I recently did an interview with Neon Vice about my work and motivations behind some of my recent pieces.
Have a read ’cause, y’know, it’s interesting… or read it below.
How do you explain what you do to people who are unfamiliar with glitch art and how would you define it on a personal level?
I first tell the uninitiated that my art practice is about breaking stuff! There is obviously more to it, but drawing comparisons to broken TVs and corrupt jpgs usually gives people an idea of how this art manifests itself visually.
On a personal level my practice is an exploration into how things work, which has always been a prevalent theme. For example, my decision to exclusively use open source software and to also write my own software wasn’t originally born out of ideology; I wanted to know how software worked, and open source software let me do this easily. To that end, by breaking things apart I really just want to know how they work. I know there’s probably a manual somewhere, but I like this somewhat chaotic approach as it can yield unexpected results.
What are some of the programs and techniques you use to actually produce glitches and make it something that is visually and intellectually simulating?
I often make use of batch processing and generative practices in my work. Many of my illustration and graphic design pieces are just one iteration of a generative artwork. For example, Dataface is iteration 74 out of around 1000 files.
When it comes to writing software I often write bash scripts. This allows me to make use of many command-line programs including ImageMagick and sed which I often use. Bash is quite heavily tied to (L)unix, so I’m slowly learning Python which will allow more people to use my software.
For any live and interactive works I use Pure Data.
Making something that is visually and intellectually stimulating most of all requires having a good concept. For me the tools and techniques come second. With that said, for each major new piece I try and develop a new technique. And then, there are times where I develop a technique and sit on it until I find a concept that requires it. For example, the techniques and software for Variations on a Theme by Casey & Finch were written many years ago, probably 2010. It was only when Gabriel Shalom showed me Variations on a Theme by Casey & Finch by Erik BÃ¼nger – which is where my piece got its name from – that the software found a use. There’s several other bits of software that I haven’t released yet. I really don’t want to release stuff that is just pretty with little or no concept behind it.
Share with us how throughout your experimentation must have created uninteresting static, blank or broken images, and how you were able to correct it.
In generative artwork there is bound to be uninteresting output. For example, in Dataface, the first set of iterations are uninteresting because they resemble the original too much, and those towards the end are uninteresting because they are too noisy. My role in all of this is to decide which of those becomes the finished piece. So, there is no process of me fixing or correcting anything, just discarding those which don’t suit their purpose.
When I provided visuals for Come Heavy Sleep KILN actually requested that I generate white noise, so really having knowledge of how to create that is always useful.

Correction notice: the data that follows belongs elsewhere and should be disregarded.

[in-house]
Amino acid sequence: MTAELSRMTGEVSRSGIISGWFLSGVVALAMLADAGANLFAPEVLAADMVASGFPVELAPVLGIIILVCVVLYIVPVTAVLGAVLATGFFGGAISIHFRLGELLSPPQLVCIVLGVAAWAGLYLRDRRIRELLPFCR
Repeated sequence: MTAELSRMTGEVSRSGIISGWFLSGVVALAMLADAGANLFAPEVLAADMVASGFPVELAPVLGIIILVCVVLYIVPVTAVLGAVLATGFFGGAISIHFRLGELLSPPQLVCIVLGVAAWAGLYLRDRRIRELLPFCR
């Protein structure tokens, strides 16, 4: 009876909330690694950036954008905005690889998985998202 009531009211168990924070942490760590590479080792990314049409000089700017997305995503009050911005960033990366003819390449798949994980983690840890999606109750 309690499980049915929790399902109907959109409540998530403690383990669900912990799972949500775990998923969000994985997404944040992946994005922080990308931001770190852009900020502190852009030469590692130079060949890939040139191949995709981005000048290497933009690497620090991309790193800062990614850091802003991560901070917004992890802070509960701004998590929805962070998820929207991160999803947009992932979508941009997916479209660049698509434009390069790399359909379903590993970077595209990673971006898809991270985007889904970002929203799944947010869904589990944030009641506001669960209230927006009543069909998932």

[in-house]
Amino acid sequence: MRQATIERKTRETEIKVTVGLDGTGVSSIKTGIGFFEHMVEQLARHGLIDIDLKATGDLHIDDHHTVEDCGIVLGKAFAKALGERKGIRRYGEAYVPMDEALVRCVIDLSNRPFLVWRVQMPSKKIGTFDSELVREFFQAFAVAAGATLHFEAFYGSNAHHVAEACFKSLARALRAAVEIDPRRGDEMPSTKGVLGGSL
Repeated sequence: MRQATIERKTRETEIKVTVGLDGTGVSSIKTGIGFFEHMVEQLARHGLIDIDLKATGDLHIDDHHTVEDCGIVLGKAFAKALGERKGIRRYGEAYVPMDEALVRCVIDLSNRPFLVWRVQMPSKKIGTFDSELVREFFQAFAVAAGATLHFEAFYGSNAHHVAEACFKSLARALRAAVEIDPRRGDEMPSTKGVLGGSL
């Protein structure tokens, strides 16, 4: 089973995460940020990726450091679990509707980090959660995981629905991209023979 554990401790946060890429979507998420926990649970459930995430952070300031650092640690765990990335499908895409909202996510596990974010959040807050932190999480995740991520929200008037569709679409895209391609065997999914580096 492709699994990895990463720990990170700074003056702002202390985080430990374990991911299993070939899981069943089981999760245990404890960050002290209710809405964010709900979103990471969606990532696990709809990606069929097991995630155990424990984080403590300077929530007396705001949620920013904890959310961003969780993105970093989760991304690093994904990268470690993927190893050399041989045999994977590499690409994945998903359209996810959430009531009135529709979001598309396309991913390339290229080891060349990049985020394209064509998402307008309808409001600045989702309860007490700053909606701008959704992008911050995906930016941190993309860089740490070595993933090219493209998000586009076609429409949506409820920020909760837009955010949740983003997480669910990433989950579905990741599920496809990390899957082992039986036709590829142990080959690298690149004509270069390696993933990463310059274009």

Can you give our audience some background on Pure Data and how it helps facilitates many of your projects?
Pure Data is a visual programming language. That is, instead of typing out lines of code you create maps that describe the flow and manipulation of data. I’ve been using Pure Data for my a lot of my performance work since 2011, where I first used it for live visuals for BiLE.
Although I have experience in typed programming languages such as HTML5, Processing and a bit of C++, I like how I can visualise programming when using Pure Data. The ability to literally see how data flows from one function to another may better suit some people. It’s also great for building interfaces as you do this whilst writing programs.
What inspired the 3D and musical experience dubbed ‘Neon Plastic’? Who contributed to each aspect of the concept, design, coding, and execution of the project?
I believe it all started when Joe Newlin contacted me regarding my Pure Data JPG Creator some time around September 2013. We discussed some of the modifications he had made to the software, and from that we decided to collaborate on something. It was a bit of a slow process as we had a lot of our own commitments around the Christmas holidays but we picked it back up in early 2014.
We both liked the visual aesthetic of the video for Gantz-Graf by Autechre and so wanted to do something visually similar. We didn’t have a theme for the audio. The only rules we set ourselves was that it had to be generative and run automatically with no input from a user.
We both worked on our separate parts – myself on visuals and Joe on audio -, checking in occasionally to share our progress and steer each other in different directions. The collaboration definitely strengthened towards the end of the project where we were seeing how data we were creating individually could be shared and manipulated.
I’ve seen that he’s used the visuals patch in a few of his own live performances and I’ve definitely reworked his audio patches in some of my as yet unreleased work.
Your new Tumblr project ‘Copyright Atrophy’ takes well known logos, puts them in gif format, and breaks them down into fewer and fewer sided polygons. Is this project a statement, a study, or purely for aesthetics?
This project is a statement on the heated topic of copyright and remixing. At what point of remixing or reworking an artwork does it detach itself from its original author and copyright status? There have been many before me that have explored this concept in many creative ways (just look at Warhol), and so this is my gif-driven voice being added to the conversation.